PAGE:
Stress is a commonly used word that describes feelings of strain or pressure. The causes of stress are exceedingly varied. Perhaps you are stressed out by your job, you become nervous when meeting new people, or you get anxious when your daily routine is disrupted.
To reduce stress levels, you may seek comfort in several ways. Maybe you find solace in the company of a trusted friend. Perhaps you relieve stress when occupied by routine chores like cleaning the house. Or maybe you blow off some steam with physical exercise.
"Our dogs can become stressed too."
Our dogs can become stressed too. Since we know how stress makes us feel, we certainly want to help alleviate our pet’s stress as well. However, our dogs do not voice their feelings, slam down the phone, or have a tantrum, so how can we tell they are stressed? The signs of anxiety in dogs are often subtle. In fact, some stress-related behaviors mimic normal behaviors.
What are some of the indicators of stress in dogs?
Pacing or shaking. You have seen your dog shake after a bath or a roll in the grass. That whole body shake can be amusing and is quite normal…unless it is occurring as the result of a stressful situation. For example, dogs are commonly stressed when visiting the veterinarian. Many dogs “shake it off” when they descend from the exam table and touch down on the ground. Dogs, like people, also pace when agitated. Some dogs walk a repeated path around the exam room while waiting for the veterinarian to come in.
Whining or barking. Vocalization is normal self-expression in dogs but may be intensified when they are under stress. Dogs that are afraid or tense may whine or bark to get your attention, or to self soothe.
Yawning, drooling, and licking. Dogs yawn when they are tired or bored, they also yawn when stressed. A stressful yawn is more prolonged and intense than a sleepy yawn. Dogs may also drool and lick excessively when nervous.
Changes in eyes and ears. Stressed dogs, like stressed people, may have dilated pupils and blink rapidly. They may open their eyes really wide and show more sclera (white) than usual, giving them a startled appearance. Ears that are usually relaxed or alert are pinned back against the head.
Changes in body posture. Dogs normally bear even weight on all four legs. If a healthy dog with no orthopedic problems shifts his weight to his rear legs or cowers, he may be exhibiting stress. When scared, dogs may also tuck their tails or become quite rigid.
Shedding. Show dogs that become nervous in the show ring often “blow their coat”. Dogs also shed a lot when in the veterinary clinic. Although less noticeable in outside settings, such as visiting a new dog park, shedding increases when a dog is anxious.
Panting. Dogs pant when hot, excited, or stressed. If your dog is panting even though he has not exercised, he may be experiencing stress.
Changes in bodily functions. Like people, nervous dogs can feel a sudden urge to go to the bathroom. When your dog urinates shortly after meeting a new canine friend, he may be marking territory and reacting to the strain simultaneously. Refusal of food and loss of bowel function are also stress indicators.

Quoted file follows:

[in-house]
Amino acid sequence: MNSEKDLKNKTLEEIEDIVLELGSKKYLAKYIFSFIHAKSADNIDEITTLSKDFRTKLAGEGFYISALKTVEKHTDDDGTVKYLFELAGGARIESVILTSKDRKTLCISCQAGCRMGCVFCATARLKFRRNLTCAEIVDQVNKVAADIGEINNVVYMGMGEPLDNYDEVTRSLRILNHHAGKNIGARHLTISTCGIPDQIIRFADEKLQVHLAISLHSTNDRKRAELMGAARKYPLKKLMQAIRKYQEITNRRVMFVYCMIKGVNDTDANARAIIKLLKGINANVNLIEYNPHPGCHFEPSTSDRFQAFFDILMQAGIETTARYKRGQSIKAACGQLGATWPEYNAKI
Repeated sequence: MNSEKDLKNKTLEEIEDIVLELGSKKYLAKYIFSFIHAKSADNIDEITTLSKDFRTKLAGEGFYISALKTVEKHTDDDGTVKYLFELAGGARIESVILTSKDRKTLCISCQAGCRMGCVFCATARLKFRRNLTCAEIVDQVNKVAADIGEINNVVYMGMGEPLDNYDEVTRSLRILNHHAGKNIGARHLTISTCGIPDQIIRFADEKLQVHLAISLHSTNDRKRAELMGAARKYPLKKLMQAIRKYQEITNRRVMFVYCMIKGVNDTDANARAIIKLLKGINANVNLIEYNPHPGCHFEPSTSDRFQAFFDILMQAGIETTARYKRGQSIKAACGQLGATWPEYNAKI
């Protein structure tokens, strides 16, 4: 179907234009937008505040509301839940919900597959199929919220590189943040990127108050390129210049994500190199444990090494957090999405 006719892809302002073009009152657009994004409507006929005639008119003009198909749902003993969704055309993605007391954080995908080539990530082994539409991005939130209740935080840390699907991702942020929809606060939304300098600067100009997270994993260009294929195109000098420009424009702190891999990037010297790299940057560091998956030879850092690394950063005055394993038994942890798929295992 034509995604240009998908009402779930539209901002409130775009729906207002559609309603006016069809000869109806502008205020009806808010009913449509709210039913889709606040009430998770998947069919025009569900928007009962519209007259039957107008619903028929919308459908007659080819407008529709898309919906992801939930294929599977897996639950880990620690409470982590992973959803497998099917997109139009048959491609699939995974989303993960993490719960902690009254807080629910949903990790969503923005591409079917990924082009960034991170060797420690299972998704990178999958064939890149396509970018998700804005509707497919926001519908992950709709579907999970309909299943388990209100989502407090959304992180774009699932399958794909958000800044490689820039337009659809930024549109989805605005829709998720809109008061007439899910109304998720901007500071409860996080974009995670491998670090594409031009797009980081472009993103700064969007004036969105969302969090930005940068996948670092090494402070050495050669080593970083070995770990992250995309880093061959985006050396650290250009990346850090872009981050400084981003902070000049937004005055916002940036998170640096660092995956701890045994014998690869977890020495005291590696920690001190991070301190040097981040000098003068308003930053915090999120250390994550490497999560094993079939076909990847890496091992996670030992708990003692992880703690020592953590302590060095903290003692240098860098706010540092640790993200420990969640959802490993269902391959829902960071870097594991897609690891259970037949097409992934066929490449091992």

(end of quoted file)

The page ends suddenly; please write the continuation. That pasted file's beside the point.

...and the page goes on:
Avoidance or displacement behavior. When faced with an unwelcome situation, dogs may “escape” by focusing on something else. They may sniff the ground, lick their genitals, or simply turn away. Ignoring someone may not be polite, but it is surely better than being aggressive. If your dog avoids interaction with other dogs or people, do not force the issue. Respect his choice.
Hiding or escape behavior. An extension of avoidance, some tense dogs literally move behind their owners to hide. They may even nudge their owners to prompt them to move along. As a means of escape, they may engage in diversion activities such as digging or circling or may slink behind a tree or parked car.
How can I help my dog handle stressful situations?
In order to differentiate stress signs from normal behavior, you must be familiar with your dog’s regular demeanor. Then you can tell if he is licking his lips because he is anxious or because he wants a treat.
When relaxed, he will have semi-erect or forward-facing ears, a soft mouth, and round eyes. He will distribute his weight evenly on all four paws. Distinguishing normal behavior from stress signs will help you quickly and effectively diffuse an uncomfortable situation.
"If your dog is stressed, first remove him from the stressor."
If your dog is stressed, first remove him from the stressor. Find a quiet place for him to regroup. Resist the urge to overly comfort him. If you want to pamper him with petting or treats, make him earn them first by performing an activity (e.g., sitting). Responding to routine commands distracts the dog and provides a sense of normalcy. It is amazing how comforting sit, down, and heel can be to a worried dog.
If your dog becomes consistently stressed, see your veterinarian. After ensuring that your dog’s behavior does not have a medical basis, your veterinarian may refer you to a trainer or veterinary behaviorist to evaluate stress-related issues. They may also prescribe anxiety-reducing medications if appropriate.
As with humans, exercise can be a great stress reducer. Physical activities like walking or playing fetch help both you and your dog release tension. It is also good to provide your dog with a safe place in the home where he can escape anxious situations. Everybody enjoys a calm place to retreat.
And, finally, remember that stress is not always bad. Fear is a stress-related emotion that prompts us to avoid potentially dangerous situations. So, stress may actually be a protector. Regardless, stress is part of everyday life for us and our dogs, so we should learn how best to deal with it.